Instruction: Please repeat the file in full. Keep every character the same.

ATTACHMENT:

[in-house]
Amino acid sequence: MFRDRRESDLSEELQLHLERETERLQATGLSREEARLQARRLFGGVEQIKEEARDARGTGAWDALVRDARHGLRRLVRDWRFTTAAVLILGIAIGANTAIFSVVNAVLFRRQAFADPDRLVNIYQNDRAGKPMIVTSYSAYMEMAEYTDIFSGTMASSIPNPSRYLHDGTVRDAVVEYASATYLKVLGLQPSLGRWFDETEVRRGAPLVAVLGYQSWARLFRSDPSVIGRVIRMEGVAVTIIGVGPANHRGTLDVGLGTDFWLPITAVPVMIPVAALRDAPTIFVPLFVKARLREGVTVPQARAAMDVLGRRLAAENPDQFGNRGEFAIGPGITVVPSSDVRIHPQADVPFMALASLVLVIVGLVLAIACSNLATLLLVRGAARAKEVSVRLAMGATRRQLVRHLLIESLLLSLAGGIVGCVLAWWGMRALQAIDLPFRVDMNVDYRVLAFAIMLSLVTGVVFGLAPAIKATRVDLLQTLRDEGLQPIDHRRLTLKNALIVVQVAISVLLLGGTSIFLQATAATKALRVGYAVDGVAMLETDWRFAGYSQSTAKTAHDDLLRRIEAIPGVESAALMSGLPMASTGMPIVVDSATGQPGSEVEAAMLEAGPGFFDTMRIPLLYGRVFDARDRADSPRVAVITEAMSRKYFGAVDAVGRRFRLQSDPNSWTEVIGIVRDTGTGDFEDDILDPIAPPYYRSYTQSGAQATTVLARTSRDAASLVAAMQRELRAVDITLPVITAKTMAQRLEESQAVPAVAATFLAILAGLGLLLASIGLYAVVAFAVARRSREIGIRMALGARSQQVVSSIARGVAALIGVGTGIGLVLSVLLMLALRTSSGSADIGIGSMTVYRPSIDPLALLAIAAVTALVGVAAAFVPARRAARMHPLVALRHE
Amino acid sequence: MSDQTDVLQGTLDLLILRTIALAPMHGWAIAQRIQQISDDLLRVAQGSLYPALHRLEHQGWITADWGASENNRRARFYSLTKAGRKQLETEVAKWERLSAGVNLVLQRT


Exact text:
[in-house]
Amino acid sequence: MFRDRRESDLSEELQLHLERETERLQATGLSREEARLQARRLFGGVEQIKEEARDARGTGAWDALVRDARHGLRRLVRDWRFTTAAVLILGIAIGANTAIFSVVNAVLFRRQAFADPDRLVNIYQNDRAGKPMIVTSYSAYMEMAEYTDIFSGTMASSIPNPSRYLHDGTVRDAVVEYASATYLKVLGLQPSLGRWFDETEVRRGAPLVAVLGYQSWARLFRSDPSVIGRVIRMEGVAVTIIGVGPANHRGTLDVGLGTDFWLPITAVPVMIPVAALRDAPTIFVPLFVKARLREGVTVPQARAAMDVLGRRLAAENPDQFGNRGEFAIGPGITVVPSSDVRIHPQADVPFMALASLVLVIVGLVLAIACSNLATLLLVRGAARAKEVSVRLAMGATRRQLVRHLLIESLLLSLAGGIVGCVLAWWGMRALQAIDLPFRVDMNVDYRVLAFAIMLSLVTGVVFGLAPAIKATRVDLLQTLRDEGLQPIDHRRLTLKNALIVVQVAISVLLLGGTSIFLQATAATKALRVGYAVDGVAMLETDWRFAGYSQSTAKTAHDDLLRRIEAIPGVESAALMSGLPMASTGMPIVVDSATGQPGSEVEAAMLEAGPGFFDTMRIPLLYGRVFDARDRADSPRVAVITEAMSRKYFGAVDAVGRRFRLQSDPNSWTEVIGIVRDTGTGDFEDDILDPIAPPYYRSYTQSGAQATTVLARTSRDAASLVAAMQRELRAVDITLPVITAKTMAQRLEESQAVPAVAATFLAILAGLGLLLASIGLYAVVAFAVARRSREIGIRMALGARSQQVVSSIARGVAALIGVGTGIGLVLSVLLMLALRTSSGSADIGIGSMTVYRPSIDPLALLAIAAVTALVGVAAAFVPARRAARMHPLVALRHE
Amino acid sequence: MSDQTDVLQGTLDLLILRTIALAPMHGWAIAQRIQQISDDLLRVAQGSLYPALHRLEHQGWITADWGASENNRRARFYSLTKAGRKQLETEVAKWERLSAGVNLVLQRT